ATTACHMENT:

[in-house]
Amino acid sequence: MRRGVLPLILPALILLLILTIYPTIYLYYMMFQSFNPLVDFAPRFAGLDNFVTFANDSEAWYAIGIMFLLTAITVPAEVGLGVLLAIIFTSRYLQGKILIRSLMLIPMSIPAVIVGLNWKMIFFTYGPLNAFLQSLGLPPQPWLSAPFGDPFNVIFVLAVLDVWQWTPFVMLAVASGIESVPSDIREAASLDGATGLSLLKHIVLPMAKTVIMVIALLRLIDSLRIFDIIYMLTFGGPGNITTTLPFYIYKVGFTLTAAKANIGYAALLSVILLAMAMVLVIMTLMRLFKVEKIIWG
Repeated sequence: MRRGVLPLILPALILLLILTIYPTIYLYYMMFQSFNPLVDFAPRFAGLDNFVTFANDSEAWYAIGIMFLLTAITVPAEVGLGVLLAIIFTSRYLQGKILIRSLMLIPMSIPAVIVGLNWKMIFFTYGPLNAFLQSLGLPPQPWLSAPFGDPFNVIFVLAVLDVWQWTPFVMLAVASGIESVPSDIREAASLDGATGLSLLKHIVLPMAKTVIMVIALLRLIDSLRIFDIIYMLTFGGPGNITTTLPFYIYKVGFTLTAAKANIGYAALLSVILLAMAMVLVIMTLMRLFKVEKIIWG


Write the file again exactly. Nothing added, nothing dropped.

[in-house]
Amino acid sequence: MRRGVLPLILPALILLLILTIYPTIYLYYMMFQSFNPLVDFAPRFAGLDNFVTFANDSEAWYAIGIMFLLTAITVPAEVGLGVLLAIIFTSRYLQGKILIRSLMLIPMSIPAVIVGLNWKMIFFTYGPLNAFLQSLGLPPQPWLSAPFGDPFNVIFVLAVLDVWQWTPFVMLAVASGIESVPSDIREAASLDGATGLSLLKHIVLPMAKTVIMVIALLRLIDSLRIFDIIYMLTFGGPGNITTTLPFYIYKVGFTLTAAKANIGYAALLSVILLAMAMVLVIMTLMRLFKVEKIIWG
Repeated sequence: MRRGVLPLILPALILLLILTIYPTIYLYYMMFQSFNPLVDFAPRFAGLDNFVTFANDSEAWYAIGIMFLLTAITVPAEVGLGVLLAIIFTSRYLQGKILIRSLMLIPMSIPAVIVGLNWKMIFFTYGPLNAFLQSLGLPPQPWLSAPFGDPFNVIFVLAVLDVWQWTPFVMLAVASGIESVPSDIREAASLDGATGLSLLKHIVLPMAKTVIMVIALLRLIDSLRIFDIIYMLTFGGPGNITTTLPFYIYKVGFTLTAAKANIGYAALLSVILLAMAMVLVIMTLMRLFKVEKIIWG